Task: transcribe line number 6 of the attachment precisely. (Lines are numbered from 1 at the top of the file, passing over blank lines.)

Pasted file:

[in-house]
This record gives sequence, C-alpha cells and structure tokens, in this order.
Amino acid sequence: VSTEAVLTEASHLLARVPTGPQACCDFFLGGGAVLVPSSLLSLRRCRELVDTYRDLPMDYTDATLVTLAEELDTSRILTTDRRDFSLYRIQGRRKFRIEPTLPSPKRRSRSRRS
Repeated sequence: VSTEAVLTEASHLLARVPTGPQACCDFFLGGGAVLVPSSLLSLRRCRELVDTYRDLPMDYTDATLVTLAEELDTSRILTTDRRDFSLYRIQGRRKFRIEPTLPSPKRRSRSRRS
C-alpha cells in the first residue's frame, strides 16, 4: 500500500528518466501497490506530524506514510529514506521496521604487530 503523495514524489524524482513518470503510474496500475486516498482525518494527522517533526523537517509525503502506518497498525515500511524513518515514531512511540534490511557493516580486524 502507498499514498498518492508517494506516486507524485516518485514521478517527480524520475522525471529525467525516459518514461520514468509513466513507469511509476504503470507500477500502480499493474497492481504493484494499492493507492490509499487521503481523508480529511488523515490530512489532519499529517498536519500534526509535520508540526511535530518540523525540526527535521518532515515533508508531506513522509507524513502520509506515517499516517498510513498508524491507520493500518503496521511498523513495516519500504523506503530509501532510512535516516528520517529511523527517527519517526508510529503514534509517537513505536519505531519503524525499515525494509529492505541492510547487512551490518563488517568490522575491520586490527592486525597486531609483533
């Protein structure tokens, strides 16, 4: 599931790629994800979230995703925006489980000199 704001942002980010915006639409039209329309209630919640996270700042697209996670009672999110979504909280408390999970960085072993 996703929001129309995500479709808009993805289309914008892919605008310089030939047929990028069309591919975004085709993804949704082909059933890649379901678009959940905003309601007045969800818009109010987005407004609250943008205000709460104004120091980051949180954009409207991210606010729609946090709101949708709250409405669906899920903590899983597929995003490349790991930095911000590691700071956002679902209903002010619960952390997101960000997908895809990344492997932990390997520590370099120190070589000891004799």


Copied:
């Protein structure tokens, strides 16, 4: 599931790629994800979230995703925006489980000199 704001942002980010915006639409039209329309209630919640996270700042697209996670009672999110979504909280408390999970960085072993 996703929001129309995500479709808009993805289309914008892919605008310089030939047929990028069309591919975004085709993804949704082909059933890649379901678009959940905003309601007045969800818009109010987005407004609250943008205000709460104004120091980051949180954009409207991210606010729609946090709101949708709250409405669906899920903590899983597929995003490349790991930095911000590691700071956002679902209903002010619960952390997101960000997908895809990344492997932990390997520590370099120190070589000891004799």